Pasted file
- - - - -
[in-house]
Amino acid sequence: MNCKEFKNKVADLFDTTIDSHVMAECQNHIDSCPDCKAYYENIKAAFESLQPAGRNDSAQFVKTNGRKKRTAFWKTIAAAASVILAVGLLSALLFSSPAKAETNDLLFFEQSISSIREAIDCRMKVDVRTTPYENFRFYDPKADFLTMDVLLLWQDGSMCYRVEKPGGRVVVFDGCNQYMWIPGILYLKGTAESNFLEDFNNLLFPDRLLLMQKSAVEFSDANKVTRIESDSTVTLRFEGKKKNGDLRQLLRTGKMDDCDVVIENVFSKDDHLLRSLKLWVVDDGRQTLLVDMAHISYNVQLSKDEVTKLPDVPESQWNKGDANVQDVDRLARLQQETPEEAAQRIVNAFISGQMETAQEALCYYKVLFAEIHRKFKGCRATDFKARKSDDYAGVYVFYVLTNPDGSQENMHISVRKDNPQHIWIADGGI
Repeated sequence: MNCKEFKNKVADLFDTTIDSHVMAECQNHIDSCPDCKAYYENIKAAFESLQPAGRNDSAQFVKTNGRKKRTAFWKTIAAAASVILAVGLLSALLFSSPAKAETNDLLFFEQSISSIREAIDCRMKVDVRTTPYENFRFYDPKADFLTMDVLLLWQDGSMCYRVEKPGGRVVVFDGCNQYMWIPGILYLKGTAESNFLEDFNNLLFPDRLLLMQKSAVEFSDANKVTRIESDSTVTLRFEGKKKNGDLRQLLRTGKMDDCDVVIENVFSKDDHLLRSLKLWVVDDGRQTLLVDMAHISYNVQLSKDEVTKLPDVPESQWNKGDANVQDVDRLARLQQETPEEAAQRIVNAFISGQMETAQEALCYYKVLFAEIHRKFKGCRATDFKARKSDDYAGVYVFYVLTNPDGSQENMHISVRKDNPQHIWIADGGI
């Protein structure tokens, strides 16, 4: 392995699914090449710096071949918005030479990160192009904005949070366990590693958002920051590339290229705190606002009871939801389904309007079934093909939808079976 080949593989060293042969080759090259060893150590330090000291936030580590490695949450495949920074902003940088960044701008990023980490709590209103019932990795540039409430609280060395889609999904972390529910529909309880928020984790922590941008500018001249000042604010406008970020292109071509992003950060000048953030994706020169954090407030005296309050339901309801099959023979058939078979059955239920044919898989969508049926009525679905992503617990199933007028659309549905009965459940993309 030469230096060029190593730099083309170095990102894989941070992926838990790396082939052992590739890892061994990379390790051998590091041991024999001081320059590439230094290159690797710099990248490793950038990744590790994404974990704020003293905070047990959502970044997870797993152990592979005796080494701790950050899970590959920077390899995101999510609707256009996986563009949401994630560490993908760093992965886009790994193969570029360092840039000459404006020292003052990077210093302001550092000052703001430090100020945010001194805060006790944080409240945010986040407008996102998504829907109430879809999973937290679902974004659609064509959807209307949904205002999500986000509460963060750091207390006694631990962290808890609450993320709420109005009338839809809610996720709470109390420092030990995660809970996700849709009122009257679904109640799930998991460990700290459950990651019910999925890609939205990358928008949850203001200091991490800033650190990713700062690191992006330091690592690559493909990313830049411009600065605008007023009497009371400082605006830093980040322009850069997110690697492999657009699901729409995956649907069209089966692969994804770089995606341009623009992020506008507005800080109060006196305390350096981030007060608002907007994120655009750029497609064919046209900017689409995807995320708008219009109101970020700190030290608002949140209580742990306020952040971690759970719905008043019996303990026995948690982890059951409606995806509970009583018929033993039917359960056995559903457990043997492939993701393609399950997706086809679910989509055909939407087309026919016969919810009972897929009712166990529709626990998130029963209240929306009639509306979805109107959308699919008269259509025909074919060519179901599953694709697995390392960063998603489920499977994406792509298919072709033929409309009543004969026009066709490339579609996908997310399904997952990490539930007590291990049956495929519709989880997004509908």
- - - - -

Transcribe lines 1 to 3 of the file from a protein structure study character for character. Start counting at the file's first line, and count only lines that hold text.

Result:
[in-house]
Amino acid sequence: MNCKEFKNKVADLFDTTIDSHVMAECQNHIDSCPDCKAYYENIKAAFESLQPAGRNDSAQFVKTNGRKKRTAFWKTIAAAASVILAVGLLSALLFSSPAKAETNDLLFFEQSISSIREAIDCRMKVDVRTTPYENFRFYDPKADFLTMDVLLLWQDGSMCYRVEKPGGRVVVFDGCNQYMWIPGILYLKGTAESNFLEDFNNLLFPDRLLLMQKSAVEFSDANKVTRIESDSTVTLRFEGKKKNGDLRQLLRTGKMDDCDVVIENVFSKDDHLLRSLKLWVVDDGRQTLLVDMAHISYNVQLSKDEVTKLPDVPESQWNKGDANVQDVDRLARLQQETPEEAAQRIVNAFISGQMETAQEALCYYKVLFAEIHRKFKGCRATDFKARKSDDYAGVYVFYVLTNPDGSQENMHISVRKDNPQHIWIADGGI
Repeated sequence: MNCKEFKNKVADLFDTTIDSHVMAECQNHIDSCPDCKAYYENIKAAFESLQPAGRNDSAQFVKTNGRKKRTAFWKTIAAAASVILAVGLLSALLFSSPAKAETNDLLFFEQSISSIREAIDCRMKVDVRTTPYENFRFYDPKADFLTMDVLLLWQDGSMCYRVEKPGGRVVVFDGCNQYMWIPGILYLKGTAESNFLEDFNNLLFPDRLLLMQKSAVEFSDANKVTRIESDSTVTLRFEGKKKNGDLRQLLRTGKMDDCDVVIENVFSKDDHLLRSLKLWVVDDGRQTLLVDMAHISYNVQLSKDEVTKLPDVPESQWNKGDANVQDVDRLARLQQETPEEAAQRIVNAFISGQMETAQEALCYYKVLFAEIHRKFKGCRATDFKARKSDDYAGVYVFYVLTNPDGSQENMHISVRKDNPQHIWIADGGI